Fantasy Island, Jonathan Livingston Seagull, and Letter’s to E.T.
“De plane! De plane!” are the famous lines you heard at the start of every episode of the TV show Fantasy Island. The plane that Tattoo (played by Hervé Villechaize) is announcing is a Grumman G-44 Widgeon seaplane with an interesting history.
I was reading about the end of the TV show Fantasy Island recently. When it ended, they sold or auctioned off a lot of the props and sets. One item they mentioned was the airplane that was used in the show. Post-show it would go onto be used in drug smuggling, but before the show, it was previously owned by Richard Bach. That was a name that sounded very familiar to me, but I couldn’t remember why.
Richard Back and Jonathan Livingston Seagull
Richard Bach wrote the best-selling novella Jonathan Livingston Seagull. If you have never read this book, you might be surprised to learn that it is actually about a seagull. The titular character is a gull that wants to improve himself, and the story is about his journey.
Originally printed in magazines in the late sixties, the book would be published in book form in 1970. It would spend 37 weeks at the top of the New York Times Best Seller list, and by the end of 1972 over a million copies of it would be in print.
Naturally, when you have a massive success like that, it is natural to adapt it to the big screen.
Jonathan Livingston Seagull the Motion Picture
On October 23, 1973, a film based on Jonathan Livingston Seagull hit theaters. The film consisted of nature footage of a whole lot of seagulls coupled with voiceover work. The cinematography and editing are so well-done that they would earn nominations for Academy Awards. Unfortunately, positivity around the movie is centered mostly around those two nominations.
The film had a budget of $1.5 million and made $1.6 million, so in the end, it was profitable, but it did not do as well as the studio hoped. That was probably due to the scathing reviews the film received. This is one of only four movies that famed film critic Roger Ebert walked out on. In a review, he wrote,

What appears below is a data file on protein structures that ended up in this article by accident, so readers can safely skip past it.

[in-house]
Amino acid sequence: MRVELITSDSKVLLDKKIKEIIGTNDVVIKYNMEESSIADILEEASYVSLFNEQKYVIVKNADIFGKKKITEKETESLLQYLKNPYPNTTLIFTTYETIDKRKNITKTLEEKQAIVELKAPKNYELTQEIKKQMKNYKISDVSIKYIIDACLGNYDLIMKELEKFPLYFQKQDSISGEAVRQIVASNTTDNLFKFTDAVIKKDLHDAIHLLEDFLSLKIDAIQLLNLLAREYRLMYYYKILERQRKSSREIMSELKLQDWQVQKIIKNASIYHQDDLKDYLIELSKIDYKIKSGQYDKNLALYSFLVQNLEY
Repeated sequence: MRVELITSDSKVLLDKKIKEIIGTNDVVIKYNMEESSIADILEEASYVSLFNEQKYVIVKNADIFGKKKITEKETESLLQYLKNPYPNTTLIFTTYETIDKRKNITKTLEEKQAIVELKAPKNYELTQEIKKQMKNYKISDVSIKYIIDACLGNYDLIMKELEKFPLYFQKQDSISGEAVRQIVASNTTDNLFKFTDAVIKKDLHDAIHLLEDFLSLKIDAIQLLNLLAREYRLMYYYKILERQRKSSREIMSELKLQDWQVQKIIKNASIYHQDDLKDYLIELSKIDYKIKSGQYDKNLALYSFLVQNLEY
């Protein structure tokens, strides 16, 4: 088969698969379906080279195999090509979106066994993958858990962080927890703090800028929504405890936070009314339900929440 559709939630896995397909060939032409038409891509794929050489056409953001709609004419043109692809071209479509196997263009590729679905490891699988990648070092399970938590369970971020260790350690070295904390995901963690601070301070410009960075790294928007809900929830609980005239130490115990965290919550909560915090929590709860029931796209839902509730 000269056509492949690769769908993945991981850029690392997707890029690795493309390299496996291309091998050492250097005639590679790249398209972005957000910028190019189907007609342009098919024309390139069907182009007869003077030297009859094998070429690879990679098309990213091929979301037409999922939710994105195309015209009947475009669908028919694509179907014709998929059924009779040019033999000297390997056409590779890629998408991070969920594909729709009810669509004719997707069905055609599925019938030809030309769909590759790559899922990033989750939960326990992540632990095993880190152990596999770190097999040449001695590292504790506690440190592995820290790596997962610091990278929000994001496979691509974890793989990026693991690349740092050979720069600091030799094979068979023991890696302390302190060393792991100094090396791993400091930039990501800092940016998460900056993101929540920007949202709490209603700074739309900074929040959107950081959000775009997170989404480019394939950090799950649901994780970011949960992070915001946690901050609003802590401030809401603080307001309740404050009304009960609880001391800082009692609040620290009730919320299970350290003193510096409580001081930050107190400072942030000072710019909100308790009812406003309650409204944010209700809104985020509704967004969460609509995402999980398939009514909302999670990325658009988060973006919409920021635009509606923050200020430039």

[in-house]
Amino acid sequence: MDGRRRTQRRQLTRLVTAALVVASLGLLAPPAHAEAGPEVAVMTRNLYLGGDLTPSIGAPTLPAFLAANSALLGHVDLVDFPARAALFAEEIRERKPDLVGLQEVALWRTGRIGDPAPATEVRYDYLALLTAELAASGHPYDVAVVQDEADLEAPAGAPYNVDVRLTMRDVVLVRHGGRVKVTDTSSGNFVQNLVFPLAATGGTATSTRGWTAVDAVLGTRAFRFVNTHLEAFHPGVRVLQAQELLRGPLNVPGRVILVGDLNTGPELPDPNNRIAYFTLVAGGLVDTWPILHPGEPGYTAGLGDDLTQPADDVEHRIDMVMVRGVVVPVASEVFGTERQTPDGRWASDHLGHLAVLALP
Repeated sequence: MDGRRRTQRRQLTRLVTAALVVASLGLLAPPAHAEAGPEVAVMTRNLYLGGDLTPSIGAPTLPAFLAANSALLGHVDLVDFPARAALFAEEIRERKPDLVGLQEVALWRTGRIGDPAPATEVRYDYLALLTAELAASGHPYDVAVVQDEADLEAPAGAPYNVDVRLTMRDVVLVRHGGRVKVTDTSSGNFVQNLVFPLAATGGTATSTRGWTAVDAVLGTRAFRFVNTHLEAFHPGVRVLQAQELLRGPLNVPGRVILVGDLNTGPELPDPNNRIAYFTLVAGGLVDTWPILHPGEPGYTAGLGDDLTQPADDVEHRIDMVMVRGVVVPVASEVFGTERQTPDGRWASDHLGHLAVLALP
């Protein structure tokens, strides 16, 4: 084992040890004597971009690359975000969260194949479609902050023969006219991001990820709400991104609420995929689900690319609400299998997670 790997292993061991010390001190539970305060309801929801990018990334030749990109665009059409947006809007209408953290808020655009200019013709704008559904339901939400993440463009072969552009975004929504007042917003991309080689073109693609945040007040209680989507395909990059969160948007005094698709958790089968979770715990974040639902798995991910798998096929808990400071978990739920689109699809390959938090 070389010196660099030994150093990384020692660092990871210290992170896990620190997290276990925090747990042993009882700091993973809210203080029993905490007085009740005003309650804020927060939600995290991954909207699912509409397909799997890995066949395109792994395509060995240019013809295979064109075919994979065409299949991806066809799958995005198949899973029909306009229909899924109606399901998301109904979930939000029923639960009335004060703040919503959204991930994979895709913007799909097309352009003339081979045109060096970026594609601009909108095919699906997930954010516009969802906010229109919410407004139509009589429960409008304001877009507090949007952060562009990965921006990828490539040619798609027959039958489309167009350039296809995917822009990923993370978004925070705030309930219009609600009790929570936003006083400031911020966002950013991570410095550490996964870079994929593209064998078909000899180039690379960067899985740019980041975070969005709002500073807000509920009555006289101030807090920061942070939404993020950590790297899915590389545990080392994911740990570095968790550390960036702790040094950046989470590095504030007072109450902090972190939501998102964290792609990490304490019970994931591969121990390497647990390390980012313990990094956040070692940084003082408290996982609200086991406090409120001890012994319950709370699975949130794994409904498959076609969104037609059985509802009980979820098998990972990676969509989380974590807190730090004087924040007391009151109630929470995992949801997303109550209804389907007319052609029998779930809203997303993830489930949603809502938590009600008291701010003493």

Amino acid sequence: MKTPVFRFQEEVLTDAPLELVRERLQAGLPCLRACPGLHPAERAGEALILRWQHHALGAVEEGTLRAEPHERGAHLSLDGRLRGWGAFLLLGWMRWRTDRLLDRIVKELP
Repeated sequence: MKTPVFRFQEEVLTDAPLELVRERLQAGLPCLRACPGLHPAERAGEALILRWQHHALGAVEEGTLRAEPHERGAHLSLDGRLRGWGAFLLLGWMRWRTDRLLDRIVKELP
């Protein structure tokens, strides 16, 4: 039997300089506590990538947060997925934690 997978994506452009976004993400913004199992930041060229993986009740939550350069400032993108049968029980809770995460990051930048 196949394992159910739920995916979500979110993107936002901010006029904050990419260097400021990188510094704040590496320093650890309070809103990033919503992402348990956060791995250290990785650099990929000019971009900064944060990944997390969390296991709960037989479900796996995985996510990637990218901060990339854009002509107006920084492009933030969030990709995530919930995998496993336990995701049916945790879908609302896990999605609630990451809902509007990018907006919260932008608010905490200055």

This has got to be the biggest pseudocultural, would-be metaphysical ripoff of the year.
His future reviewing partner Gene Siskel would agree, calling it,
The dumbest, most patronizing movie of this or any other year.
The direction of the film was probably not helped by multiple lawsuits that changed not only scenes in the film, but also the music. Bach sued Paramount Pictures because the film differed too much from the source material.
Then Neil Diamond, who provided the music for the film, sued to have music he had written put back into the film. Both lawsuits were successful, and it substantially altered the vision of the film’s director, Hall Bartlett.
After the experience, Diamond said he wouldn’t get involved in a movie again unless he had complete creative control.
But was that completely true?
Turn on your Heartlight
Diamond did not contribute music to the film, E.T. the Extra-Terrestrial, but he did co-write a song that was inspired by the film.
Credited to Diamond, along with Carole Bayer Sager and Burt Bacharach, the song does not explicitly mention the film, but it does reference things in the film (like E.T.‘s Heartlight). The song was a hit for the singer, reaching number five on the Billboard Hot 100. This would be his eighth and final top 5 hit on the charts.
While the song is sweet and well-made, it zoomed up the chart because of its perceived connection to the film. This brought a lawsuit against Diamond who settled out of court with MCA/Universal and paid them $25,000.
This was just a drop in the well when it came to litigation around the film. There were plenty of bootleg products out there related to E.T. the Extra-Terrestrial that kept lawyers very busy. I would like to talk a little about one of my favorite “official products.”
Letter’s to E.T.
Letters to E.T. is a 1983 collection of letters from fans of the film wrote to the extraterrestrial star of the movie and its creator, Steven Spielberg. Chock-full of letters like the one you see above, this book is an amazing snapshot of film fandom before the internet.
You used to be able to find this book in used book store discount bins, flea markets, and garage sales for under a dollar. That price has gone up, and you can expect to pay five or more dollars for a copy, but it is well worth it for its entertainment value.
I love that people write letters to imaginary film characters. It somehow makes the world seem sweeter and more magical.
What’s next, writing letters directly to movies?